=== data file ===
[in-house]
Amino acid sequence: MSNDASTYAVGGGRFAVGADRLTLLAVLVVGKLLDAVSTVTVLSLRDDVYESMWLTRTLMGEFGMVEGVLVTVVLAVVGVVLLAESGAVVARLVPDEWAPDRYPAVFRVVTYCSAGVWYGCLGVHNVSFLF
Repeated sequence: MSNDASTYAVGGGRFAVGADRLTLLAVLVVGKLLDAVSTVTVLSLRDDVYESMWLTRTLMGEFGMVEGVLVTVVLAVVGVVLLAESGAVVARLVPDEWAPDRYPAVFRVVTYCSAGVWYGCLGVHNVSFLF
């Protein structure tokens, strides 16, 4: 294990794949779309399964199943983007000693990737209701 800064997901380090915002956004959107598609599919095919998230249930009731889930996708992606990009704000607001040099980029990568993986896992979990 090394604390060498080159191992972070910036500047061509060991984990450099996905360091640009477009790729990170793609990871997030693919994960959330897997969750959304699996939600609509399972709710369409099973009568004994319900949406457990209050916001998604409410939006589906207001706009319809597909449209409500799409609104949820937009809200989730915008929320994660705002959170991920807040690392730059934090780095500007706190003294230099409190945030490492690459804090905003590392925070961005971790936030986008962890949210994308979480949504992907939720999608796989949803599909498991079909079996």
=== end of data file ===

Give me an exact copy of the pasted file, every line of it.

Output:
[in-house]
Amino acid sequence: MSNDASTYAVGGGRFAVGADRLTLLAVLVVGKLLDAVSTVTVLSLRDDVYESMWLTRTLMGEFGMVEGVLVTVVLAVVGVVLLAESGAVVARLVPDEWAPDRYPAVFRVVTYCSAGVWYGCLGVHNVSFLF
Repeated sequence: MSNDASTYAVGGGRFAVGADRLTLLAVLVVGKLLDAVSTVTVLSLRDDVYESMWLTRTLMGEFGMVEGVLVTVVLAVVGVVLLAESGAVVARLVPDEWAPDRYPAVFRVVTYCSAGVWYGCLGVHNVSFLF
């Protein structure tokens, strides 16, 4: 294990794949779309399964199943983007000693990737209701 800064997901380090915002956004959107598609599919095919998230249930009731889930996708992606990009704000607001040099980029990568993986896992979990 090394604390060498080159191992972070910036500047061509060991984990450099996905360091640009477009790729990170793609990871997030693919994960959330897997969750959304699996939600609509399972709710369409099973009568004994319900949406457990209050916001998604409410939006589906207001706009319809597909449209409500799409609104949820937009809200989730915008929320994660705002959170991920807040690392730059934090780095500007706190003294230099409190945030490492690459804090905003590392925070961005971790936030986008962890949210994308979480949504992907939720999608796989949803599909498991079909079996």